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Proceedings Paper

Automatic quantification of posterior capsule opacification
Author(s): Sarah A. Barman; Bunyarit Uyyanonvara; James Frederick Boyce; Giorgia Sanguinetti; Emma J. Hollick; William R. Meacock; David J. Spalton; Andrew P. Paplinski
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Paper Abstract

After Cataract surgery where a plastic implant lens is implanted into the eye to replace the natural lens, many patients suffer from cell growth across a membrane situated at the back of the lens which degrades their vision. The cell growth is known as Posterior Capsule Opacification (or PCO). It is important to be able to quantify PCO so that the effect of different implant lens types and surgical techniques may be evaluated. Initial results obtained using a neural network to detect PCO from implant lenses are compared to an established but less automated method of detection, which segments the images using texture segmentation in conjunction with co- occurrence matrices. Tests show that the established method performs well in clinical validation and repeatability trials. The requirement to use a neural network to analyze the implant lens images evolved from the analysis of over 1000 images using the established co-occurrence matrix segmentation method. The work shows that a method based on neural networks is a promising tool to automate the procedure of calculating PCO.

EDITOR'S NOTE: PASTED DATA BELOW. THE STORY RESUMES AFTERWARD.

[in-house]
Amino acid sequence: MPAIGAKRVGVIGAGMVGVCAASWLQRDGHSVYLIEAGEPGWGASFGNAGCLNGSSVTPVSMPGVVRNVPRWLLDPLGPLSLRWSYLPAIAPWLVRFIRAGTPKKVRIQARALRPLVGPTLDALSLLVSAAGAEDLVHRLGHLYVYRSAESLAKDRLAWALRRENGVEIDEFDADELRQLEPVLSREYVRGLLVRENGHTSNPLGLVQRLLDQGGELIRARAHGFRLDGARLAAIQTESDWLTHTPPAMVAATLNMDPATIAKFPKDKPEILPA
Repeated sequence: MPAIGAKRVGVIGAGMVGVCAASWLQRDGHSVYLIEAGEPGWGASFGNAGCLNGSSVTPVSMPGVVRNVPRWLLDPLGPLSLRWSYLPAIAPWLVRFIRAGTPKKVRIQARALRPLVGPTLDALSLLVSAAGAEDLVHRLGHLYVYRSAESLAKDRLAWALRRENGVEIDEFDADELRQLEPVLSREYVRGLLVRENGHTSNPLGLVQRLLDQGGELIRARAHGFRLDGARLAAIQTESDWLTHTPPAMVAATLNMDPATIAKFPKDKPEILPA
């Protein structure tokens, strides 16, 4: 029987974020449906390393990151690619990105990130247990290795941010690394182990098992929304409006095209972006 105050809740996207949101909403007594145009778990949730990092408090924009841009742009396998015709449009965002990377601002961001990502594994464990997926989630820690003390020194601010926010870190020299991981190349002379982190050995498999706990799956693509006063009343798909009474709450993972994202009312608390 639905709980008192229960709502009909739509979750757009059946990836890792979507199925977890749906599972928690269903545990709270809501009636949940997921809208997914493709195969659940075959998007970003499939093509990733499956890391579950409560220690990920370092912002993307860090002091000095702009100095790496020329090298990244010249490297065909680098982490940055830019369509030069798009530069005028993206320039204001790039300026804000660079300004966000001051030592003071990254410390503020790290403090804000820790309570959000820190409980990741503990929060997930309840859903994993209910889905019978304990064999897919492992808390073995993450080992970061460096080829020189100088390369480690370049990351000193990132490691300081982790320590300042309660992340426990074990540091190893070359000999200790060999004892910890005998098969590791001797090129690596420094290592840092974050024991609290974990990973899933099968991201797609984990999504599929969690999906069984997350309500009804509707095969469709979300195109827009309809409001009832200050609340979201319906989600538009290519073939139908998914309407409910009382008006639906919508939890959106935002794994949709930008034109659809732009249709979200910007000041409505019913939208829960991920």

Paper Details

Date Published: 6 June 2000
PDF: 10 pages
Proc. SPIE 3979, Medical Imaging 2000: Image Processing, (6 June 2000); doi: 10.1117/12.387597
Show Author Affiliations
Sarah A. Barman, King's College London (United Kingdom)
Bunyarit Uyyanonvara, King's College London (United Kingdom)
James Frederick Boyce, King's College London (United Kingdom)
Giorgia Sanguinetti, King's College London (United Kingdom)
Emma J. Hollick, St. Thomas' Hospital (United Kingdom)
William R. Meacock, St. Thomas' Hospital (United Kingdom)
David J. Spalton, St. Thomas' Hospital (United Kingdom)
Andrew P. Paplinski, Monash Univ. (Australia)

Published in SPIE Proceedings Vol. 3979:
Medical Imaging 2000: Image Processing
Kenneth M. Hanson, Editor(s)

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